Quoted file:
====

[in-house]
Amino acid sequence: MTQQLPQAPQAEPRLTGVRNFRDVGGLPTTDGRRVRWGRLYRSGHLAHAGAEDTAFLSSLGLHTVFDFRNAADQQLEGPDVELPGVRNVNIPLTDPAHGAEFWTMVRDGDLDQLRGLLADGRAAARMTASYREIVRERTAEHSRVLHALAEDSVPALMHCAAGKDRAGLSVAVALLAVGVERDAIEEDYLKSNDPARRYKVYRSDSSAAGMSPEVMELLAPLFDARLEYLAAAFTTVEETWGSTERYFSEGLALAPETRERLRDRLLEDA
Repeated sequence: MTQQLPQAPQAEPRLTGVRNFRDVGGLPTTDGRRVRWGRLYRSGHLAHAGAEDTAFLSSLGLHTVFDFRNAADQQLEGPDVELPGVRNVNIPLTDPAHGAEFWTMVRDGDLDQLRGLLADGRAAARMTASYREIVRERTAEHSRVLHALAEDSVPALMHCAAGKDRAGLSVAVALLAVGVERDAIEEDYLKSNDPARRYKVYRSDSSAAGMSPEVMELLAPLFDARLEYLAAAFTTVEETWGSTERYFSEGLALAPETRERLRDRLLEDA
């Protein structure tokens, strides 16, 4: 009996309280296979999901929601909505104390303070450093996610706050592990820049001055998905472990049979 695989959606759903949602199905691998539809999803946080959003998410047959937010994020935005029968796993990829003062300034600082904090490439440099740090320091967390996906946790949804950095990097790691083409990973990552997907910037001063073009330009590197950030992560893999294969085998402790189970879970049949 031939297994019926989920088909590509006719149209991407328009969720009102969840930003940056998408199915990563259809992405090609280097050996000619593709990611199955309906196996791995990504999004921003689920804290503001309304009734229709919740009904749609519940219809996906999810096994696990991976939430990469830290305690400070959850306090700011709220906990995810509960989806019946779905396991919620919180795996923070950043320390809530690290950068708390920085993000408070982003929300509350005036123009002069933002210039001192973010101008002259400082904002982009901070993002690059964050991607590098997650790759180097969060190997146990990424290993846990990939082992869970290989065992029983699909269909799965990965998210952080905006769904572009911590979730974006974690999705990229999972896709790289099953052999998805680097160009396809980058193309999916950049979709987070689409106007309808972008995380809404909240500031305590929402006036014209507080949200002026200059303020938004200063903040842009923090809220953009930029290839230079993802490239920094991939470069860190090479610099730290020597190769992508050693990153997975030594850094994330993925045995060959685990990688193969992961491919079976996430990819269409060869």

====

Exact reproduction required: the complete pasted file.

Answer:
[in-house]
Amino acid sequence: MTQQLPQAPQAEPRLTGVRNFRDVGGLPTTDGRRVRWGRLYRSGHLAHAGAEDTAFLSSLGLHTVFDFRNAADQQLEGPDVELPGVRNVNIPLTDPAHGAEFWTMVRDGDLDQLRGLLADGRAAARMTASYREIVRERTAEHSRVLHALAEDSVPALMHCAAGKDRAGLSVAVALLAVGVERDAIEEDYLKSNDPARRYKVYRSDSSAAGMSPEVMELLAPLFDARLEYLAAAFTTVEETWGSTERYFSEGLALAPETRERLRDRLLEDA
Repeated sequence: MTQQLPQAPQAEPRLTGVRNFRDVGGLPTTDGRRVRWGRLYRSGHLAHAGAEDTAFLSSLGLHTVFDFRNAADQQLEGPDVELPGVRNVNIPLTDPAHGAEFWTMVRDGDLDQLRGLLADGRAAARMTASYREIVRERTAEHSRVLHALAEDSVPALMHCAAGKDRAGLSVAVALLAVGVERDAIEEDYLKSNDPARRYKVYRSDSSAAGMSPEVMELLAPLFDARLEYLAAAFTTVEETWGSTERYFSEGLALAPETRERLRDRLLEDA
């Protein structure tokens, strides 16, 4: 009996309280296979999901929601909505104390303070450093996610706050592990820049001055998905472990049979 695989959606759903949602199905691998539809999803946080959003998410047959937010994020935005029968796993990829003062300034600082904090490439440099740090320091967390996906946790949804950095990097790691083409990973990552997907910037001063073009330009590197950030992560893999294969085998402790189970879970049949 031939297994019926989920088909590509006719149209991407328009969720009102969840930003940056998408199915990563259809992405090609280097050996000619593709990611199955309906196996791995990504999004921003689920804290503001309304009734229709919740009904749609519940219809996906999810096994696990991976939430990469830290305690400070959850306090700011709220906990995810509960989806019946779905396991919620919180795996923070950043320390809530690290950068708390920085993000408070982003929300509350005036123009002069933002210039001192973010101008002259400082904002982009901070993002690059964050991607590098997650790759180097969060190997146990990424290993846990990939082992869970290989065992029983699909269909799965990965998210952080905006769904572009911590979730974006974690999705990229999972896709790289099953052999998805680097160009396809980058193309999916950049979709987070689409106007309808972008995380809404909240500031305590929402006036014209507080949200002026200059303020938004200063903040842009923090809220953009930029290839230079993802490239920094991939470069860190090479610099730290020597190769992508050693990153997975030594850094994330993925045995060959685990990688193969992961491919079976996430990819269409060869």